Meet the Farmer: Peter Buckley and Crew at Front Porch Farm

Meet the Farmer: Peter Buckley and Crew at Front Porch Farm, Marin Magazine


On Healdsburg’s Front Porch Farm, countless life-affirming patterns are interwoven, expressing life. The forty-acre farm is dedicated to a bounty of flowers, vegetables, fruit trees, livestock, and vines, which thrive in the warmth and sunlight of Sonoma’s Mediterranean climate.


MM: What is your farming philosophy?

FPF: We aspire to grow healthy, delicious food for our customers while improving the health of the land we farm. In our view, health includes taste, nutrition, community and beauty, so we grow lots of flowers, too.


MM: Where do you grow and how does the location influence your products?

FPF: Front Porch Farm lies along the Russian River and benefits from its rich alluvial soils (which the recent floods just left more of). The climate along the river is marked by large diurnal temperature swings, which are beneficial in growing extraordinarily flavorful produce, fruits, and berries.


MM: What do you specialize in growing? Are there certain products you are best known for or a go-to for local chefs?

FPF: Blackberries do not ripen once they are picked, so our local blackberries cannot be beat for deliciousness. Zoe’s extraordinary organic-local flower program keeps the farm looking beautiful everyday. Bay Area chefs go wild for our specialty vegetables, including heirloom broccolini, tomatoes, and lettuces.


MM: What is one of your favorite products that you sell? Do you have a favorite way to use it?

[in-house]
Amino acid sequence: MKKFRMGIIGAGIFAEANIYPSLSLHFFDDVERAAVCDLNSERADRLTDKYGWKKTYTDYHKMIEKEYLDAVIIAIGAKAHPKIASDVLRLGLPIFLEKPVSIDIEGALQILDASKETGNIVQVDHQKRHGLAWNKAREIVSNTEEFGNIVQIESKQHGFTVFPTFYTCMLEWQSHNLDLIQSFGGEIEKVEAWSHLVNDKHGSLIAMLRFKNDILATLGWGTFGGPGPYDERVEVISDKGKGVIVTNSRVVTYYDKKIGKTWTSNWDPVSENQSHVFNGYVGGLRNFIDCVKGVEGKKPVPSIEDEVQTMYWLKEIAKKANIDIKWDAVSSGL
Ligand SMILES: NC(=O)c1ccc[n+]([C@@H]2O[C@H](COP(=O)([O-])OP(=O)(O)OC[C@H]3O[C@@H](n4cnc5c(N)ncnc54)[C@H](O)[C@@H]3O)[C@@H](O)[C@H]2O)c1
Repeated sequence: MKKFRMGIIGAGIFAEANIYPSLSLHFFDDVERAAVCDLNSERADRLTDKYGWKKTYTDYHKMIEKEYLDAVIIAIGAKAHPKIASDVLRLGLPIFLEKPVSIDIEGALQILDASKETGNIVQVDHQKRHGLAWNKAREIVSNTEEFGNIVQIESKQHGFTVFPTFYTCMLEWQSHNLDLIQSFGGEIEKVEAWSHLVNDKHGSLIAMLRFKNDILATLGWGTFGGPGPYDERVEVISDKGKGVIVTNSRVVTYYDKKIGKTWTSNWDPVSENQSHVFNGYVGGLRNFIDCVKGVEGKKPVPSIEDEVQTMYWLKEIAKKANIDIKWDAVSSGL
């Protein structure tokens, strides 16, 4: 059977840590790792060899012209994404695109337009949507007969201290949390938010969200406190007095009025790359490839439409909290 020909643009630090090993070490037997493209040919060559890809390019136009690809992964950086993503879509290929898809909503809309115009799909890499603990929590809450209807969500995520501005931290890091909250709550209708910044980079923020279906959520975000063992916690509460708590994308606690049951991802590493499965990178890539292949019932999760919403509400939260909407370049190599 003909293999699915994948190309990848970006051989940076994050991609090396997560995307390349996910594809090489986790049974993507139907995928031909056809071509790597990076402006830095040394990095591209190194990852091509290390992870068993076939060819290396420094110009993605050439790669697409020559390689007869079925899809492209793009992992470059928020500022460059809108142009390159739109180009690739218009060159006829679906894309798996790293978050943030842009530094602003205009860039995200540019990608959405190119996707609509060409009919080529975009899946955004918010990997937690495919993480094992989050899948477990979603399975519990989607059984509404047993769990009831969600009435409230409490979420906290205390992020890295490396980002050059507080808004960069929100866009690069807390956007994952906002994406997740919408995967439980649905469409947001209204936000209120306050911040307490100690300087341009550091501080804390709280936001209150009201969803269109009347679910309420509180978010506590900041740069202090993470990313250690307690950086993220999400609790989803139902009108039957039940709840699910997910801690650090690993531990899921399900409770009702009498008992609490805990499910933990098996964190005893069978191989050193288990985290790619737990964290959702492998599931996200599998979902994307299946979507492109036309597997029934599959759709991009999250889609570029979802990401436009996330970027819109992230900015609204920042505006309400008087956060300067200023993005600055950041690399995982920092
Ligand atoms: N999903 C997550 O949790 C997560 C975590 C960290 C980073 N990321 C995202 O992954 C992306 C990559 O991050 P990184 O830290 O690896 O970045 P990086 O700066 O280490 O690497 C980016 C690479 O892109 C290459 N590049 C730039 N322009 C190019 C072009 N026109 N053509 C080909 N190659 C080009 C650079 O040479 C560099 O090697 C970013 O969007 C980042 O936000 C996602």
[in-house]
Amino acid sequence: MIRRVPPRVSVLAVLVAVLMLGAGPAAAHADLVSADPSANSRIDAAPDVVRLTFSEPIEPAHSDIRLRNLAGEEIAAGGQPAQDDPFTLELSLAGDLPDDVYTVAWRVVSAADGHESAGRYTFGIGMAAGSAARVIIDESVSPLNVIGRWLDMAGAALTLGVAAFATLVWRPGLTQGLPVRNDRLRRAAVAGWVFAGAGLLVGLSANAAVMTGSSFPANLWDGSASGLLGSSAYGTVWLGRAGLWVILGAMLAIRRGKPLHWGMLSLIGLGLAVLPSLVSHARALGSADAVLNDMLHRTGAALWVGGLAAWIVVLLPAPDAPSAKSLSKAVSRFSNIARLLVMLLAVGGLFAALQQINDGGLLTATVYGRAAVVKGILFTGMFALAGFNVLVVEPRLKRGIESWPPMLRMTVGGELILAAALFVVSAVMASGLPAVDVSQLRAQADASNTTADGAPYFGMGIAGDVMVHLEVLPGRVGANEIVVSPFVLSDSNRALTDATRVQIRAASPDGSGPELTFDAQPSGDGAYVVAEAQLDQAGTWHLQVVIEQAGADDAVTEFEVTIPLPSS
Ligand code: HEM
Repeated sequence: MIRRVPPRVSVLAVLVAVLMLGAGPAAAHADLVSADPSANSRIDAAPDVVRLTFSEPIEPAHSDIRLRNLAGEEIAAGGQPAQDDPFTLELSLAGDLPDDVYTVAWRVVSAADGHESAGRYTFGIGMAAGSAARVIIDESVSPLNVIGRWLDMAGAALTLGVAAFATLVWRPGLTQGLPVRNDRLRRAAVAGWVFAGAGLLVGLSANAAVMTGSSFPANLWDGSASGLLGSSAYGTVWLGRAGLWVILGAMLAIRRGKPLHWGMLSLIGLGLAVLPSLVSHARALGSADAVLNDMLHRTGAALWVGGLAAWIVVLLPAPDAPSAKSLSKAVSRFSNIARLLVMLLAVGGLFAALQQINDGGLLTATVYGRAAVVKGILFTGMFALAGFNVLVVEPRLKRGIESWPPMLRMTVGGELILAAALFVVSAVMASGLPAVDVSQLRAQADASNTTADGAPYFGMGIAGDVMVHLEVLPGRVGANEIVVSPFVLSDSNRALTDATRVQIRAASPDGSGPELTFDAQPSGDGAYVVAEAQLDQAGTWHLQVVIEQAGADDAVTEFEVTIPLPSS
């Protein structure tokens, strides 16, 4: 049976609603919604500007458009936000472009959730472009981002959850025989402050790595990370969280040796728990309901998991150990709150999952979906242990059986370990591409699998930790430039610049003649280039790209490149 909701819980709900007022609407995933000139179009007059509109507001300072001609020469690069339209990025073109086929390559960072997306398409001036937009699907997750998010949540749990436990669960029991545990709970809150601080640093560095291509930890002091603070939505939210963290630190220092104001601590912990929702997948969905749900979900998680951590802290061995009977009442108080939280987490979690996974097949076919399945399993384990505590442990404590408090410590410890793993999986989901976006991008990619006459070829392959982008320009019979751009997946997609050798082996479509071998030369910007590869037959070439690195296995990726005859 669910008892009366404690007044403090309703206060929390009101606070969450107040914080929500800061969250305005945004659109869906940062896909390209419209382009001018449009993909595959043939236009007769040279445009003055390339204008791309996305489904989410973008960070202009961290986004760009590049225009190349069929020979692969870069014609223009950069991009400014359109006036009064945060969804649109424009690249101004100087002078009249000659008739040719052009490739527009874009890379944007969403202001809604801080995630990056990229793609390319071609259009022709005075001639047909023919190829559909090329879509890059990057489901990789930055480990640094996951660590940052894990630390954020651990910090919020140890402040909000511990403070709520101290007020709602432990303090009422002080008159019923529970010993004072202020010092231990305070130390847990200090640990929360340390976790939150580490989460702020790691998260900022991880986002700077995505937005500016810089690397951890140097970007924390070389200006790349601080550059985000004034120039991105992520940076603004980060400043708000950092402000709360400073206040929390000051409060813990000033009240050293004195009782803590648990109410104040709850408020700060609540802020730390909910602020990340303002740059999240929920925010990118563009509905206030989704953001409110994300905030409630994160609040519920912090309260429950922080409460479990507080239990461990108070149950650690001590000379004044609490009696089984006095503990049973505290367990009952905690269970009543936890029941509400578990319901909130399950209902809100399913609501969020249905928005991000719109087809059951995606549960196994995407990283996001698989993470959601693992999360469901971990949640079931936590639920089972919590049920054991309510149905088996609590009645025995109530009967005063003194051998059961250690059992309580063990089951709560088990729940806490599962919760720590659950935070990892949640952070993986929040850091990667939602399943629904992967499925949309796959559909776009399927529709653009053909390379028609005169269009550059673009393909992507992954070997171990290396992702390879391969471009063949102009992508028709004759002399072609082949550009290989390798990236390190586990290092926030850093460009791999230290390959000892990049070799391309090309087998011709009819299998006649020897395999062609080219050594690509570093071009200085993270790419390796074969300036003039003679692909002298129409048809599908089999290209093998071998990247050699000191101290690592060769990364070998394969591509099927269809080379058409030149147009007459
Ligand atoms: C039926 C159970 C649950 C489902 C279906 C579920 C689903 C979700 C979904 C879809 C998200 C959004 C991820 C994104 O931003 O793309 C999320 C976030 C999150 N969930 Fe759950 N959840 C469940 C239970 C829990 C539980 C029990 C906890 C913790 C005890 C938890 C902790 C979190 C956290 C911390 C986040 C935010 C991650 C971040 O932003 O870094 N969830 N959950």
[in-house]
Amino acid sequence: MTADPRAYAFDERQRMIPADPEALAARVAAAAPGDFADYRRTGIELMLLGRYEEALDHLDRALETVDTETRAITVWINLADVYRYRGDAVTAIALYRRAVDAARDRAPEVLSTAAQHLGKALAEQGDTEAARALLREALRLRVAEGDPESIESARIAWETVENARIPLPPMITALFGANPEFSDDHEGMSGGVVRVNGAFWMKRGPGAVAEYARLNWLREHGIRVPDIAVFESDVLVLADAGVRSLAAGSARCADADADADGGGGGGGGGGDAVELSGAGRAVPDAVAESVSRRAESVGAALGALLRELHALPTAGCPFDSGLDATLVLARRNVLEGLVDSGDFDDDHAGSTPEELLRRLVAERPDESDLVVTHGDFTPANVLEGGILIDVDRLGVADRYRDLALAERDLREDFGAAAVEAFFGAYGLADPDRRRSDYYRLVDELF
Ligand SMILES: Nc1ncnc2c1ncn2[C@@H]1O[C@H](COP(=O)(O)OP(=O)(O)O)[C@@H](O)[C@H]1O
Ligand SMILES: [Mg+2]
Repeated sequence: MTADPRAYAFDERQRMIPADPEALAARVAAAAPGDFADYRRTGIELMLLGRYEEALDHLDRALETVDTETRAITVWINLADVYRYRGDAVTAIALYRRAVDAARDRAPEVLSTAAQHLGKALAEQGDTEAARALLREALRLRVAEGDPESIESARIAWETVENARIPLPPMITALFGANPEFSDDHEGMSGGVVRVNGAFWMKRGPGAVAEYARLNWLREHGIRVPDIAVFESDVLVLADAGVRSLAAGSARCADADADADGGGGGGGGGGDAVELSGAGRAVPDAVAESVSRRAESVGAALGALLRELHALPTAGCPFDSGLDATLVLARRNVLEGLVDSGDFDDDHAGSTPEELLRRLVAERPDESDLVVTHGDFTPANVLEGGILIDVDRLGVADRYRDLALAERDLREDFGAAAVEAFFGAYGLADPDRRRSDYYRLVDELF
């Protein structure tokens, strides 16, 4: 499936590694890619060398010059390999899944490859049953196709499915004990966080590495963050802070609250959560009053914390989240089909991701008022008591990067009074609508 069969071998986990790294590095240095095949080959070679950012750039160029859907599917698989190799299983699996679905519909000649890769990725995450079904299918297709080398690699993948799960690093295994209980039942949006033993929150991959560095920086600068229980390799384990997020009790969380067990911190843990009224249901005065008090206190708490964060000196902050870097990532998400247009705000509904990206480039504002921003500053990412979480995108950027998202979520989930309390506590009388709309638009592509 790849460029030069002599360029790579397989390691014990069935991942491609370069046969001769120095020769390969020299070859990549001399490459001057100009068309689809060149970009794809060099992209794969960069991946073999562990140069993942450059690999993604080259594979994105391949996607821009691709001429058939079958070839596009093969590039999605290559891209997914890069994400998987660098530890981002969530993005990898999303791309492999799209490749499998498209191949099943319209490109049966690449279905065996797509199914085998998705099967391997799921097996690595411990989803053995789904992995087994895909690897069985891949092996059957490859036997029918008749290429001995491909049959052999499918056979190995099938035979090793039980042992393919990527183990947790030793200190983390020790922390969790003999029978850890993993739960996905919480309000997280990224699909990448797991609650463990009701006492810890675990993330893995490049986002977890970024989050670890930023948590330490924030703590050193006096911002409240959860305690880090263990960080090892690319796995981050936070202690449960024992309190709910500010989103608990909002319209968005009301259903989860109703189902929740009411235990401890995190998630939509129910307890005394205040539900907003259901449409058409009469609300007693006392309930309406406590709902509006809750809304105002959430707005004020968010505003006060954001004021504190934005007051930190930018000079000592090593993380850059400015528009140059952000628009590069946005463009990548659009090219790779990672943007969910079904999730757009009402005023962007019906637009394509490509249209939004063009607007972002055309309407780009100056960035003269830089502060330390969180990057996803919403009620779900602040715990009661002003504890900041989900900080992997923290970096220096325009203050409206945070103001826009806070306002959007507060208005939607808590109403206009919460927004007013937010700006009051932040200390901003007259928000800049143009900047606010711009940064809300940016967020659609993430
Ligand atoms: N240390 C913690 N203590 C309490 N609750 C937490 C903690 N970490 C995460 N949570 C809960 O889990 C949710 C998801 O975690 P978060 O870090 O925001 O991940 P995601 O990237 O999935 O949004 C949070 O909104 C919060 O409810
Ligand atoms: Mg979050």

FPF: We grow a wonderful Italian flint corn (Floriani) and stone-grind the whole kernels into a delicious polenta. Most polenta products are not whole grain, so lack the taste, color, and nutrition of Front Porch Polenta.


MM: Do you have a unique product that the public is less familiar with that you would like to share info on and how to use?

FPF: Our vinegars, Heirloom Tomato Vinegar and Triple Crown Blackberry Vinegar, are unique to Front Porch Farm and prized by chefs. Both are sweet and mild, and great for any salad or marinade.


MM: What’s in season now and later in the year?

FPF: Lettuces, spring onions, snap peas, baby fennel, broccolini, fresh herbs, green garlic, radishes, and leeks are currently in season for spring. In summer: Cherry and heirloom tomatoes, summer squash, cucumbers, melons, basil, sweet and hot peppers, eggplant, peaches, blackberries, strawberries. In fall: Potatoes, sweet potatoes, onions, garlic, broccolini, cabbage, kale, cauliflower, romanesco, lettuces, winter squash, fennel, tomatoes, peppers, cucumbers. In winter: Collards, Kale, Winter Squash, potatoes, garlic, onions, radishes, carrots, broccolini, cabbage.